Queensland University of Technology, Australia
It’s impossible to be raised and educated in South Africa, and not be impacted by architectural responses to racial segregation from the past. Spaces and places are a constant reminder of how people were once racially classified. I have built a new identity as an Australian architect and academic, but my African foundations will always underpin my sensitivities to indigenous perspectives, and my approach to design and teaching.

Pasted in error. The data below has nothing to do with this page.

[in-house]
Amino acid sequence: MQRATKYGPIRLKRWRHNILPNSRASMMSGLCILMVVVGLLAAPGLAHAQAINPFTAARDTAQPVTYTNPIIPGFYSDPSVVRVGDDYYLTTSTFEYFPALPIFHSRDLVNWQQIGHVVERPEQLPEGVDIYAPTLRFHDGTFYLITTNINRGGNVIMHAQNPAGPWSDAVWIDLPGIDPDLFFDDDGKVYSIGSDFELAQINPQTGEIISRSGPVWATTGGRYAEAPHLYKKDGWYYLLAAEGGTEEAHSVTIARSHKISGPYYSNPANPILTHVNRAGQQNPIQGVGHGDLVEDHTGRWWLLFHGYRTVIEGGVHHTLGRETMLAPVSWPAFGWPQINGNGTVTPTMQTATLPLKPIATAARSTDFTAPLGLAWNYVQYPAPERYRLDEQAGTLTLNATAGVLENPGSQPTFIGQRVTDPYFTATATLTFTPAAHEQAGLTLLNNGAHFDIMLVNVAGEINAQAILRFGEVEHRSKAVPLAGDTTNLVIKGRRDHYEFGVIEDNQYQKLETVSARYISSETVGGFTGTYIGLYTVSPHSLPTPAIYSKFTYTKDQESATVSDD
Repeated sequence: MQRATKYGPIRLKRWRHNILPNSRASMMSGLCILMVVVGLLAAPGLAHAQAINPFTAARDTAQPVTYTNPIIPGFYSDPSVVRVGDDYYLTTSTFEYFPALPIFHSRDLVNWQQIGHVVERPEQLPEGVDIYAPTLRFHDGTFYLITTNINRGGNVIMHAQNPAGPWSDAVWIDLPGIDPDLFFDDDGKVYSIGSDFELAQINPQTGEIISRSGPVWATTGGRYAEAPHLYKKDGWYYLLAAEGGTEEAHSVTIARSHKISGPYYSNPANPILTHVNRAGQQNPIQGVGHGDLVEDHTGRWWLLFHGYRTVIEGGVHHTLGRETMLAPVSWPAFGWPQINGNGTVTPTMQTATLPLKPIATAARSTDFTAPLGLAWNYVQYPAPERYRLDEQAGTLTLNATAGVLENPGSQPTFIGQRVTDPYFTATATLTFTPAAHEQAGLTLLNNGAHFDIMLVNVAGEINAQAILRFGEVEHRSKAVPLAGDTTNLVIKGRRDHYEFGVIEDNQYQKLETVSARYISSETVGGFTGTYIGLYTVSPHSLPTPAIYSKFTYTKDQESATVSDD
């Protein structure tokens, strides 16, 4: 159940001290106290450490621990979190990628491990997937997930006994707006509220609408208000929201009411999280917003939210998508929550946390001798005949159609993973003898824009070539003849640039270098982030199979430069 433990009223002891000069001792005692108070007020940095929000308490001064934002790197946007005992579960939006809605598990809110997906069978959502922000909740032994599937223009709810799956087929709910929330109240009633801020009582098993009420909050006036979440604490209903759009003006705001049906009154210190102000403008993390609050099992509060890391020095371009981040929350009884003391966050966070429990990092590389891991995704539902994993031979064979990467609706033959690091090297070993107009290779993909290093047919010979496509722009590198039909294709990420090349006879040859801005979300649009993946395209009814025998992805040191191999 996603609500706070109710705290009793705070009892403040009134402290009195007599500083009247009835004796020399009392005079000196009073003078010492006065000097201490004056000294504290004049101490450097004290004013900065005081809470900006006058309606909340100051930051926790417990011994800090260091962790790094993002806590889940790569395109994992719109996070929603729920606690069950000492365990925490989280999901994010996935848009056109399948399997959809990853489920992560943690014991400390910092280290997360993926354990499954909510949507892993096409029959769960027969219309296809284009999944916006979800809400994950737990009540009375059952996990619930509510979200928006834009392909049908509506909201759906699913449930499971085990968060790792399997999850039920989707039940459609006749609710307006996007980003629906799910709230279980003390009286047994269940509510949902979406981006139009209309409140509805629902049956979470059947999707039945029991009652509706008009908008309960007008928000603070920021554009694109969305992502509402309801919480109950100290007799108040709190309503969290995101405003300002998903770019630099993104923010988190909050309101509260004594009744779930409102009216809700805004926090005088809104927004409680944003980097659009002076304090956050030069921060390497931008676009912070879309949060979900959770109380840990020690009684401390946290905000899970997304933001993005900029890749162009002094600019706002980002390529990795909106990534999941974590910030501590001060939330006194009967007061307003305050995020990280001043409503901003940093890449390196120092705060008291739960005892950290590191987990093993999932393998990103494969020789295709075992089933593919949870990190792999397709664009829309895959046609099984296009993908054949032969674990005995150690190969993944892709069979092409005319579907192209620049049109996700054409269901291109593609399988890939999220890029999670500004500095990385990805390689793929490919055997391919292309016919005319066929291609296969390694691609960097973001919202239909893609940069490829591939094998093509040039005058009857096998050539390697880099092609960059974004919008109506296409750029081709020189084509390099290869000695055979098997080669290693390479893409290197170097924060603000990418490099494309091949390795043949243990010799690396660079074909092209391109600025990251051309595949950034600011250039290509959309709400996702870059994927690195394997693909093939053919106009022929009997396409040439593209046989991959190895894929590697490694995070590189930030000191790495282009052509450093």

My research interests centre on transformational architectural education, the design of innovative learning environments, and diversity, inclusion and equity in architecture. I am appointed as a board member of the BOAQ, and I provide leadership in AACA Accreditation and SAGE Athena SWAN committees. I am a Senior Fellow of the Higher Education Academy and my teaching excellence has been recognized nationally.